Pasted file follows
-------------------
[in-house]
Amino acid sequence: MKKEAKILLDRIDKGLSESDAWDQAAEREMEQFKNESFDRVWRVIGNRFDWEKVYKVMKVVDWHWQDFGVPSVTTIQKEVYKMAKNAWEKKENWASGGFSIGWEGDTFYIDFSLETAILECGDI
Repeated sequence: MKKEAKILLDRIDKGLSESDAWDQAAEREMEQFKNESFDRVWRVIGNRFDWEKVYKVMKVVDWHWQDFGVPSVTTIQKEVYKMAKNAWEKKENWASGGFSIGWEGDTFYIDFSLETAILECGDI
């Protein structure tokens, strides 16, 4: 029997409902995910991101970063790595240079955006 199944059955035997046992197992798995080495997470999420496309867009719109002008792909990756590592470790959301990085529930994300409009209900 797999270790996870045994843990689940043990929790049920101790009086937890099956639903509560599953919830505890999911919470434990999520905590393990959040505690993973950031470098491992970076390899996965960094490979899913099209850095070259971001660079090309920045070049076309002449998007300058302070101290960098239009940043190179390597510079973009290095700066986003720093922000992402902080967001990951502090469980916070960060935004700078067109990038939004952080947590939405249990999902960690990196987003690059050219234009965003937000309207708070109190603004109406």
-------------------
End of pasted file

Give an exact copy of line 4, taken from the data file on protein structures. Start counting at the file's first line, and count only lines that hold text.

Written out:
């Protein structure tokens, strides 16, 4: 029997409902995910991101970063790595240079955006 199944059955035997046992197992798995080495997470999420496309867009719109002008792909990756590592470790959301990085529930994300409009209900 797999270790996870045994843990689940043990929790049920101790009086937890099956639903509560599953919830505890999911919470434990999520905590393990959040505690993973950031470098491992970076390899996965960094490979899913099209850095070259971001660079090309920045070049076309002449998007300058302070101290960098239009940043190179390597510079973009290095700066986003720093922000992402902080967001990951502090469980916070960060935004700078067109990038939004952080947590939405249990999902960690990196987003690059050219234009965003937000309207708070109190603004109406």